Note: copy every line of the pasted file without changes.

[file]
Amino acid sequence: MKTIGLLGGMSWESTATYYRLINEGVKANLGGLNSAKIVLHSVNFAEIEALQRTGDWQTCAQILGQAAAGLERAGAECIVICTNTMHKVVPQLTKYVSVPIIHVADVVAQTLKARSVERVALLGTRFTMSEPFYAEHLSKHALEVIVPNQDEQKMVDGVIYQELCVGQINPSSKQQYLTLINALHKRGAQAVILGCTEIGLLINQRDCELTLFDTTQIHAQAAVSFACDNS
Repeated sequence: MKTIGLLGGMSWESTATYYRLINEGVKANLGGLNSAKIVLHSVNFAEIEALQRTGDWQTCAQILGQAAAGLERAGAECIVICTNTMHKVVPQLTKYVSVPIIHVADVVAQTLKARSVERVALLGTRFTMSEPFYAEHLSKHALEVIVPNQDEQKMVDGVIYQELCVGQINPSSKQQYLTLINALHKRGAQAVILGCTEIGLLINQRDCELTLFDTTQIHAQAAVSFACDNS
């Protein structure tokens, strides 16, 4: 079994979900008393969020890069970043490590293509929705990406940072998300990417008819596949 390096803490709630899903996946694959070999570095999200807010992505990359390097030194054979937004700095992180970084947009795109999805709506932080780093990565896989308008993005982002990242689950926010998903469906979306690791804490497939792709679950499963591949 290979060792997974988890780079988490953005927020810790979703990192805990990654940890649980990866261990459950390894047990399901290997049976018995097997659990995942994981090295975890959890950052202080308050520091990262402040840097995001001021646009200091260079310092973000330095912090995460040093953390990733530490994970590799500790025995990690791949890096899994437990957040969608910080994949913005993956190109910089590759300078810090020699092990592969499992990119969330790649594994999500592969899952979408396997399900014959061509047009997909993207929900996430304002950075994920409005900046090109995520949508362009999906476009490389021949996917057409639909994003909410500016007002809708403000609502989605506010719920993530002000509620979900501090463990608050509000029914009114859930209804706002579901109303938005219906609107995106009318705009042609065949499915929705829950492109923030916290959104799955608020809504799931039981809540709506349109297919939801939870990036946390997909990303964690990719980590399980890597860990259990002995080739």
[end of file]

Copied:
Amino acid sequence: MKTIGLLGGMSWESTATYYRLINEGVKANLGGLNSAKIVLHSVNFAEIEALQRTGDWQTCAQILGQAAAGLERAGAECIVICTNTMHKVVPQLTKYVSVPIIHVADVVAQTLKARSVERVALLGTRFTMSEPFYAEHLSKHALEVIVPNQDEQKMVDGVIYQELCVGQINPSSKQQYLTLINALHKRGAQAVILGCTEIGLLINQRDCELTLFDTTQIHAQAAVSFACDNS
Repeated sequence: MKTIGLLGGMSWESTATYYRLINEGVKANLGGLNSAKIVLHSVNFAEIEALQRTGDWQTCAQILGQAAAGLERAGAECIVICTNTMHKVVPQLTKYVSVPIIHVADVVAQTLKARSVERVALLGTRFTMSEPFYAEHLSKHALEVIVPNQDEQKMVDGVIYQELCVGQINPSSKQQYLTLINALHKRGAQAVILGCTEIGLLINQRDCELTLFDTTQIHAQAAVSFACDNS
């Protein structure tokens, strides 16, 4: 079994979900008393969020890069970043490590293509929705990406940072998300990417008819596949 390096803490709630899903996946694959070999570095999200807010992505990359390097030194054979937004700095992180970084947009795109999805709506932080780093990565896989308008993005982002990242689950926010998903469906979306690791804490497939792709679950499963591949 290979060792997974988890780079988490953005927020810790979703990192805990990654940890649980990866261990459950390894047990399901290997049976018995097997659990995942994981090295975890959890950052202080308050520091990262402040840097995001001021646009200091260079310092973000330095912090995460040093953390990733530490994970590799500790025995990690791949890096899994437990957040969608910080994949913005993956190109910089590759300078810090020699092990592969499992990119969330790649594994999500592969899952979408396997399900014959061509047009997909993207929900996430304002950075994920409005900046090109995520949508362009999906476009490389021949996917057409639909994003909410500016007002809708403000609502989605506010719920993530002000509620979900501090463990608050509000029914009114859930209804706002579901109303938005219906609107995106009318705009042609065949499915929705829950492109923030916290959104799955608020809504799931039981809540709506349109297919939801939870990036946390997909990303964690990719980590399980890597860990259990002995080739």